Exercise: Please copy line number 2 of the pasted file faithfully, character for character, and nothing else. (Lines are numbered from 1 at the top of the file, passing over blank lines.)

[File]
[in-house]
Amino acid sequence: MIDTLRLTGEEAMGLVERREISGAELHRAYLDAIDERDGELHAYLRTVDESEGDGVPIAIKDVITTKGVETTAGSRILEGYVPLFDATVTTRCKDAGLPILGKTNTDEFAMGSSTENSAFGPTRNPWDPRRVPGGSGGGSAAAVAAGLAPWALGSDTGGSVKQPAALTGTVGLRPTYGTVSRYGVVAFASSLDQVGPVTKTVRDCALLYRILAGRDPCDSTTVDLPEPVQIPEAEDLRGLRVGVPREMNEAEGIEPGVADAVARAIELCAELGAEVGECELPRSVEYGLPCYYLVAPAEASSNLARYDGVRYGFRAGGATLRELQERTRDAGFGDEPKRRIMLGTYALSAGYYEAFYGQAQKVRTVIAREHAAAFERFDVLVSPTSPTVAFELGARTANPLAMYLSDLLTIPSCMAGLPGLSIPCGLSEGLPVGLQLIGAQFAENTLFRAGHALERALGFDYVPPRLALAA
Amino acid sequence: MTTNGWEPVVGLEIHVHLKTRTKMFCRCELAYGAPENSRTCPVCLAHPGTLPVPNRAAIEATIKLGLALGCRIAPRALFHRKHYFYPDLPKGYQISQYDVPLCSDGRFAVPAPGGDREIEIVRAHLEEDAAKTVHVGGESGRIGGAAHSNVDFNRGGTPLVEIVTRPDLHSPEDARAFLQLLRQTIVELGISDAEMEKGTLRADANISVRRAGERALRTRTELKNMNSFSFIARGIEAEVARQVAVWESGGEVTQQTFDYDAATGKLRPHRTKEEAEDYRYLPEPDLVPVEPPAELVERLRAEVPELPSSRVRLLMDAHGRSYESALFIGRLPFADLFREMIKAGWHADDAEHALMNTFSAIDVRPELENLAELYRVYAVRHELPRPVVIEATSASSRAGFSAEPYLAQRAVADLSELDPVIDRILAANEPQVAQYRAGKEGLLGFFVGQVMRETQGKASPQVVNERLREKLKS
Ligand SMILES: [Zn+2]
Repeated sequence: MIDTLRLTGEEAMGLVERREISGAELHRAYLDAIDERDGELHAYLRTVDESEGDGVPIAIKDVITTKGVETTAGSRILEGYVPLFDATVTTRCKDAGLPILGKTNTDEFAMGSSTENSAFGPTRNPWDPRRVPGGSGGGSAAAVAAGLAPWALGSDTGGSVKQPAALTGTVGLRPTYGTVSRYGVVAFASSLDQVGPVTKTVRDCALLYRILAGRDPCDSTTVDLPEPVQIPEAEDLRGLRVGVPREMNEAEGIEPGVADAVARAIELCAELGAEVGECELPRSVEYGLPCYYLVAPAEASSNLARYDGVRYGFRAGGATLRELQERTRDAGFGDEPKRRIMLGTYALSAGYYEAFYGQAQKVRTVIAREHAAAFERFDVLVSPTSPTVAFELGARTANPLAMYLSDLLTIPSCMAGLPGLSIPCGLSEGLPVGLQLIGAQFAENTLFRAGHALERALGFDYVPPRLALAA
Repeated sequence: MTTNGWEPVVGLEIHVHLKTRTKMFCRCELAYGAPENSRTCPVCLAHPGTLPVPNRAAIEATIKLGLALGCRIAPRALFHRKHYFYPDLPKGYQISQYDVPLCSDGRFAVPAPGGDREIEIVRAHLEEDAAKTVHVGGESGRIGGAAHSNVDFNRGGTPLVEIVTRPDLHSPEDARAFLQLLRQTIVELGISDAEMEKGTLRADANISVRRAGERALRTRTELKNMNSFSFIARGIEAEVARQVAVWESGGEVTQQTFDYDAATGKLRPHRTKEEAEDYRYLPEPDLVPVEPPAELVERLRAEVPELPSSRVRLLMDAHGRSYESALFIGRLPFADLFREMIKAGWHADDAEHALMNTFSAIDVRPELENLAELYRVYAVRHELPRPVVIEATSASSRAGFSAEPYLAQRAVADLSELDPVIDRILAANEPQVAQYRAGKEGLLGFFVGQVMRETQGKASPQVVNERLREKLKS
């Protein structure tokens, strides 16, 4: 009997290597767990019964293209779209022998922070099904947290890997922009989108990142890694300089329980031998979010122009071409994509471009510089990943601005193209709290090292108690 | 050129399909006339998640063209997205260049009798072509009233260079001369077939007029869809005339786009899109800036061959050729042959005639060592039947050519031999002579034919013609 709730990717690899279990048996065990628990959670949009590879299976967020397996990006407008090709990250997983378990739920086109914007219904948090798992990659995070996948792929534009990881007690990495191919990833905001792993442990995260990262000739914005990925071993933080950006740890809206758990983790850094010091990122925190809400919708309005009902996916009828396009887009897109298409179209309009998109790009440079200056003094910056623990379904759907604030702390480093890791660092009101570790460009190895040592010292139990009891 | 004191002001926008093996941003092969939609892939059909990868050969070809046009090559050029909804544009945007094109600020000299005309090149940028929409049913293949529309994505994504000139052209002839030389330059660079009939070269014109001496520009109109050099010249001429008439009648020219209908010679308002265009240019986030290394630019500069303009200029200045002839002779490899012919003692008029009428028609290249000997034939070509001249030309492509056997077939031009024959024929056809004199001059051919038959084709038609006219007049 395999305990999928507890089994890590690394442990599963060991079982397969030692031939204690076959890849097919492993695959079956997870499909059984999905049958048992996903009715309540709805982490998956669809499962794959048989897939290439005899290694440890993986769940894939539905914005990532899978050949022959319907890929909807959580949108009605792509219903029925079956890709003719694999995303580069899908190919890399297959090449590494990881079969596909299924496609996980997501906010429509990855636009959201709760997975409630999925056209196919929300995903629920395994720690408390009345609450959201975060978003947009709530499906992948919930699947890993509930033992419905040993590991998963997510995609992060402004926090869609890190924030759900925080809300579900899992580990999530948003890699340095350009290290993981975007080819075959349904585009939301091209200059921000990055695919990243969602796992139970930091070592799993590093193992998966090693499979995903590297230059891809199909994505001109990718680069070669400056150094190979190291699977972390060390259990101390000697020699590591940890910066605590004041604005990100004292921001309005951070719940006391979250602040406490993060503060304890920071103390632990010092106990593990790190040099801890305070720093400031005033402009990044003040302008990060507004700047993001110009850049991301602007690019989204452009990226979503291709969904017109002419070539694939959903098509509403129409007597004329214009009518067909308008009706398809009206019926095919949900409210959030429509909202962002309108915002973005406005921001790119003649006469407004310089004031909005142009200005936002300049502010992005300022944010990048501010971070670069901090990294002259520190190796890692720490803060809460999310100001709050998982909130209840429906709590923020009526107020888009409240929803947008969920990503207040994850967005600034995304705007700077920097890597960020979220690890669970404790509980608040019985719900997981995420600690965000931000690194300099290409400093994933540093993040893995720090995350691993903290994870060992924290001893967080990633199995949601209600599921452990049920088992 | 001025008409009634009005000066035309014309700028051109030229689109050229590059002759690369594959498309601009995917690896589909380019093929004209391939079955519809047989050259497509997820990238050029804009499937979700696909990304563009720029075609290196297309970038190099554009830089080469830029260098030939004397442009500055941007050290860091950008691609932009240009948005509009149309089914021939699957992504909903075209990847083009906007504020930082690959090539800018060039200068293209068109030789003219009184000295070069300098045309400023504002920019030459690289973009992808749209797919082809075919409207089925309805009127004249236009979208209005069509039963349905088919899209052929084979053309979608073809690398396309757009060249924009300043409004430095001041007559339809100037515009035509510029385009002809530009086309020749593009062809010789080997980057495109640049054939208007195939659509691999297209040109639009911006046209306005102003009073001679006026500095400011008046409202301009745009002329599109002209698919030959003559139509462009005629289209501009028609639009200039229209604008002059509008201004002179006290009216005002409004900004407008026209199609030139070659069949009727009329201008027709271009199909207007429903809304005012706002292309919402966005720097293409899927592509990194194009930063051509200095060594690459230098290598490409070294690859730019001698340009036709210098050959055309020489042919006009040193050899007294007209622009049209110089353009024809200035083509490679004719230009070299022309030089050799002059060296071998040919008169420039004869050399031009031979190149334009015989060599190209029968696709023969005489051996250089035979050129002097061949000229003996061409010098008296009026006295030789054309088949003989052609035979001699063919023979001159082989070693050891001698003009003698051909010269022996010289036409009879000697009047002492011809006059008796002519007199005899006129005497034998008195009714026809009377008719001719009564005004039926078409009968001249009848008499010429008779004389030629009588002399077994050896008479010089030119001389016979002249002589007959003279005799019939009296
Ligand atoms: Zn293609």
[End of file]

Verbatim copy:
Amino acid sequence: MIDTLRLTGEEAMGLVERREISGAELHRAYLDAIDERDGELHAYLRTVDESEGDGVPIAIKDVITTKGVETTAGSRILEGYVPLFDATVTTRCKDAGLPILGKTNTDEFAMGSSTENSAFGPTRNPWDPRRVPGGSGGGSAAAVAAGLAPWALGSDTGGSVKQPAALTGTVGLRPTYGTVSRYGVVAFASSLDQVGPVTKTVRDCALLYRILAGRDPCDSTTVDLPEPVQIPEAEDLRGLRVGVPREMNEAEGIEPGVADAVARAIELCAELGAEVGECELPRSVEYGLPCYYLVAPAEASSNLARYDGVRYGFRAGGATLRELQERTRDAGFGDEPKRRIMLGTYALSAGYYEAFYGQAQKVRTVIAREHAAAFERFDVLVSPTSPTVAFELGARTANPLAMYLSDLLTIPSCMAGLPGLSIPCGLSEGLPVGLQLIGAQFAENTLFRAGHALERALGFDYVPPRLALAA